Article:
modern slavery

Number of modern slavery survivors referred for support reaches record high.

Pic 1

According to latest Home Office figures, the number of potential modern slavery victims referred into the NRM for support in 2022 was 16,938.

That’s a 33% increase on 2021 figures, which saw 12,706 people referred for support, and are the highest figures since records began in 2009.

The NRM (National Referral Mechanism) is the government-funded support system for victims identified by first responders, such as social workers, police, or border force officials. It guarantees victims safe accommodation and support while they get their lives back on track.

Causeway are a subcontractor of the Modern Slavery Victim Care Contract, and provide NRM support to hundreds of people who enter the system each year.

The Home Office put the increase in referrals down to ‘the increase in detections at the border and, particularly, the large increase in small boats arrivals.’

Albanian nationals have now overtaken UK nationals as the most commonly referred nationality, with Eritrean nationals being the third most referred.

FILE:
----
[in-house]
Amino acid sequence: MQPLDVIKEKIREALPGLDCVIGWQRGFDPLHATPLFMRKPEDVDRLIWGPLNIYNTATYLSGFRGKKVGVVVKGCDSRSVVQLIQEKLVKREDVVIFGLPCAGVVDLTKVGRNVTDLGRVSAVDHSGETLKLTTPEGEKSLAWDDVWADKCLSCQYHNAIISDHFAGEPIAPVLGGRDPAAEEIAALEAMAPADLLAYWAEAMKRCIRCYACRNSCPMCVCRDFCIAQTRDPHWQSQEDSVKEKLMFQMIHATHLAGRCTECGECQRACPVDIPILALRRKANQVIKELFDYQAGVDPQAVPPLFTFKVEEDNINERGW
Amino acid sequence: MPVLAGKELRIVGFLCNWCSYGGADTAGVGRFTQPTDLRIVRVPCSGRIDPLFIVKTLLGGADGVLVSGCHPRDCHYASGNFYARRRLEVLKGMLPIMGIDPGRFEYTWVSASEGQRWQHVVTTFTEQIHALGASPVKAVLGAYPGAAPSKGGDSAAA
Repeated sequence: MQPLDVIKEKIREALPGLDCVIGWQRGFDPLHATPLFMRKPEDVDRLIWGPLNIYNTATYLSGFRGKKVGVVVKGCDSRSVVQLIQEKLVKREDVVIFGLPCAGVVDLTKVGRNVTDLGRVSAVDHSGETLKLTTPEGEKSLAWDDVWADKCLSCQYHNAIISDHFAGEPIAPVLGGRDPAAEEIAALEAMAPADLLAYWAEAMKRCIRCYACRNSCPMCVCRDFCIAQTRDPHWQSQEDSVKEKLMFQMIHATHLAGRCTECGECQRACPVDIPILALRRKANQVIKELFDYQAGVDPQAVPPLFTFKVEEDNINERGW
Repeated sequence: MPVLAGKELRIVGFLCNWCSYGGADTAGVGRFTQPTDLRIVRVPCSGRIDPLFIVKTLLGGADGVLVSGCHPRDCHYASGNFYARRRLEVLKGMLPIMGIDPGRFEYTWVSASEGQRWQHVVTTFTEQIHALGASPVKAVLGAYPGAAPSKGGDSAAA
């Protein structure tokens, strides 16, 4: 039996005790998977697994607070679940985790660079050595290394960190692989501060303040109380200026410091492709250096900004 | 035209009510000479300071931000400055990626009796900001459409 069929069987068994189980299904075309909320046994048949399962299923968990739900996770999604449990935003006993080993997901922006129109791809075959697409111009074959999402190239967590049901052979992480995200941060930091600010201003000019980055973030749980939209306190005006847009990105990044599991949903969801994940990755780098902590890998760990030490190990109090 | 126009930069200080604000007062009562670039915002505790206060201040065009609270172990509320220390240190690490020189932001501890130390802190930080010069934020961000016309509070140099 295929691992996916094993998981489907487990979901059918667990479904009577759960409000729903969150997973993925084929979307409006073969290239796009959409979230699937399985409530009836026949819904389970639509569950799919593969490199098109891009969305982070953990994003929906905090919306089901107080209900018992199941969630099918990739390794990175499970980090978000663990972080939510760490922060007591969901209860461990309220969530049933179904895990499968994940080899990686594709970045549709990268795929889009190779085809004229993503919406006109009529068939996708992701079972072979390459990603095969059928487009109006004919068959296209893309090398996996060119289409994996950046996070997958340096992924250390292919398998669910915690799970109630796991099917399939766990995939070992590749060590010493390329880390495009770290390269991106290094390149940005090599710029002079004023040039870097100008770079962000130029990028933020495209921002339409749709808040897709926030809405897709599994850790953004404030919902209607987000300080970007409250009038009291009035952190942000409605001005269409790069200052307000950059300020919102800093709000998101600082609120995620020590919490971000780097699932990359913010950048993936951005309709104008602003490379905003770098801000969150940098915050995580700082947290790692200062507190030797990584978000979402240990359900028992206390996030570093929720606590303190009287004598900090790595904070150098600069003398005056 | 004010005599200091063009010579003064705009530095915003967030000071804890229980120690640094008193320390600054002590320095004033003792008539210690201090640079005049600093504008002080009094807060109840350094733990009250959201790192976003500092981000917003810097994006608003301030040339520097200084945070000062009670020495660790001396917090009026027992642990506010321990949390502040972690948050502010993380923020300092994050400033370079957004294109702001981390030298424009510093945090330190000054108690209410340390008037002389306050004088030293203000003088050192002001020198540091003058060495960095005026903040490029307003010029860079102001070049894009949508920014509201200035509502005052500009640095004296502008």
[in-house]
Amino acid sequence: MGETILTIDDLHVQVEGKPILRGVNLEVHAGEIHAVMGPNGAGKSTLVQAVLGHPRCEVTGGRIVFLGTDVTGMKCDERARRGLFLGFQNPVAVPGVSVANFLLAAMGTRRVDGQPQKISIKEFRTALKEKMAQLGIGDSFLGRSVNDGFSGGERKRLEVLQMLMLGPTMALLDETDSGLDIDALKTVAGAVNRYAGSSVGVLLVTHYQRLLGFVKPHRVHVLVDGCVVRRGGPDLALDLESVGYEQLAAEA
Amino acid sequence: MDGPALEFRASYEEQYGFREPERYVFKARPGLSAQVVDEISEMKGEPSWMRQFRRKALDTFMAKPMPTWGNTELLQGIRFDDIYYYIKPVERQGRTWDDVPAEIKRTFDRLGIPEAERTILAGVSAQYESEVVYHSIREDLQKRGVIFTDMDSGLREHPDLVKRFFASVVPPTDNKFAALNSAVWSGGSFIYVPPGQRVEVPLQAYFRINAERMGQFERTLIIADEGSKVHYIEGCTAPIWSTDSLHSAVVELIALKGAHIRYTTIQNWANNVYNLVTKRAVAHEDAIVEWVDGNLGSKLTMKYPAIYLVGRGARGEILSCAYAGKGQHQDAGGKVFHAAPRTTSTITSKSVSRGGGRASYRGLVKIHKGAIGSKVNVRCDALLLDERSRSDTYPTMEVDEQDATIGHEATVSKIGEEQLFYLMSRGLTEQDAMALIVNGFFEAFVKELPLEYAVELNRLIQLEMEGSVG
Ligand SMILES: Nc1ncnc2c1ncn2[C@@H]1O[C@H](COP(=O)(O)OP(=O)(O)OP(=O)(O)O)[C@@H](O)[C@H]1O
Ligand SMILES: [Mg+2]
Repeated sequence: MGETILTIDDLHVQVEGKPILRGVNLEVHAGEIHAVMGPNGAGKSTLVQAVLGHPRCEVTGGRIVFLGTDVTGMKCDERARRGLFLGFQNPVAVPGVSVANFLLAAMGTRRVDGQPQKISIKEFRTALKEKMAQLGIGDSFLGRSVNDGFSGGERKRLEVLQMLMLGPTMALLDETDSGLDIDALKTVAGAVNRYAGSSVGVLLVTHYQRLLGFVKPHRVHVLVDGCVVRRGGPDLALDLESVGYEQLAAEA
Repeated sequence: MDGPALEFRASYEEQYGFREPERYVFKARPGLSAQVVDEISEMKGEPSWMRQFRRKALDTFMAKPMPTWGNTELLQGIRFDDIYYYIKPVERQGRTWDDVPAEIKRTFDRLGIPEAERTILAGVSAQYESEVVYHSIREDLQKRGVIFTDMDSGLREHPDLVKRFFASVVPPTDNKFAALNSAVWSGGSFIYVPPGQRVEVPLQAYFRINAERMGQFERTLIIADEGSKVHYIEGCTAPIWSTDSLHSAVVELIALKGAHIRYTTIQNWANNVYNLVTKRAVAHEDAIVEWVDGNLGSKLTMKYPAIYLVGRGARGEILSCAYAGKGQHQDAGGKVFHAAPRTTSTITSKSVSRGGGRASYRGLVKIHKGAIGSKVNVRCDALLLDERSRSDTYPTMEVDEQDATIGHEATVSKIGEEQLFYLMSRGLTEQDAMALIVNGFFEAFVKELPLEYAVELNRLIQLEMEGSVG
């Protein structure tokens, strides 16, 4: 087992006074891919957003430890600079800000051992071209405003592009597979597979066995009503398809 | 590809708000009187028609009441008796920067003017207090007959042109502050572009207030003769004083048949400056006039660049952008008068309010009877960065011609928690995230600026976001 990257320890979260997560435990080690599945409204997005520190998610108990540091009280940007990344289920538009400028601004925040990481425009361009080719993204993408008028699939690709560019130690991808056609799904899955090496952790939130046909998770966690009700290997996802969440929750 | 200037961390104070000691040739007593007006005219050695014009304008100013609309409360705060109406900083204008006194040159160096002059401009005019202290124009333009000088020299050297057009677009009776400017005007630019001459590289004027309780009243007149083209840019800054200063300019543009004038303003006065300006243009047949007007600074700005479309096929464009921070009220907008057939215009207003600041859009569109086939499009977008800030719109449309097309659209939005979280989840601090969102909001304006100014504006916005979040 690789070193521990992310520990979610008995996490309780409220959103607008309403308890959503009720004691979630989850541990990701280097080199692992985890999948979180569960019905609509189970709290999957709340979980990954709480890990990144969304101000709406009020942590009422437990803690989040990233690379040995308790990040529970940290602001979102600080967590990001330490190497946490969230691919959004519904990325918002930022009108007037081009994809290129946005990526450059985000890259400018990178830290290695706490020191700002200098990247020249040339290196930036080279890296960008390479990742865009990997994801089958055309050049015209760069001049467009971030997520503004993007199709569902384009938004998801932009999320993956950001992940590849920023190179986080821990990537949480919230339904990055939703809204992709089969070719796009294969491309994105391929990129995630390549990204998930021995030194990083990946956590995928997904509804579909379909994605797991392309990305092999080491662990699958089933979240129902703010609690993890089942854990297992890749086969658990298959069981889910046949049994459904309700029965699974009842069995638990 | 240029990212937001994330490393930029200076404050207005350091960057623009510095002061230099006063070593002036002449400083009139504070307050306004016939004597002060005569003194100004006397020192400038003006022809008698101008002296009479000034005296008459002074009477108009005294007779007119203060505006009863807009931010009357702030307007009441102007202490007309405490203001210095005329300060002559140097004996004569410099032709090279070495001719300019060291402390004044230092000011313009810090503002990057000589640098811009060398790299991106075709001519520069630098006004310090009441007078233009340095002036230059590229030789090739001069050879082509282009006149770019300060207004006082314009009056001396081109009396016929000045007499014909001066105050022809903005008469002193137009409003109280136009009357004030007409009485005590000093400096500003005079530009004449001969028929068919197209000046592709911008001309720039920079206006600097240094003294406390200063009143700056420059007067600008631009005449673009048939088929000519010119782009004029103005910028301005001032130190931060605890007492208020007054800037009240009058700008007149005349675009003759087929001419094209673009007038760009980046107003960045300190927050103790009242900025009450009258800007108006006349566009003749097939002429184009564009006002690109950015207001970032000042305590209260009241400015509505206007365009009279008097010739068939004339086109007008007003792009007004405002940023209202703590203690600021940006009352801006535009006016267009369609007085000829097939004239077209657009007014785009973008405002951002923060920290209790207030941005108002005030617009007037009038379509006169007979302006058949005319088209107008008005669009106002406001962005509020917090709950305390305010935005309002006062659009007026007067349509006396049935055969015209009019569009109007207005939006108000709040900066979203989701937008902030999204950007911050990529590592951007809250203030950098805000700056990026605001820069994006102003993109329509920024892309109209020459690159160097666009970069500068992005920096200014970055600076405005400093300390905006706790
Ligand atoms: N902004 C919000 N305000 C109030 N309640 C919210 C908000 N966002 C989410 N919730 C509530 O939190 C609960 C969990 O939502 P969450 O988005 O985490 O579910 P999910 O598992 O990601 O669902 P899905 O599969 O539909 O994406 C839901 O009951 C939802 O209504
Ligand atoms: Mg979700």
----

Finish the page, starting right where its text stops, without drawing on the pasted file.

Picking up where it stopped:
2022 figures show that 52% of the people referred into the NRM were adults (8,854), 78% of whom were male (6,874) and 22% (1,978) were female.

For child potential victims, 80% (5,607) were male and 20% (1,401) were female.

Overall, potential victims were most commonly referred for support because of labour exploitation, which accounted for 5,135 of referrals.

For adult potential victims, labour exploitation was most commonly reported (39%; 3,433), whereas child potential victims were most often referred for criminal exploitation (43%; 3,013), which could be down to a rise in county lines exploitation.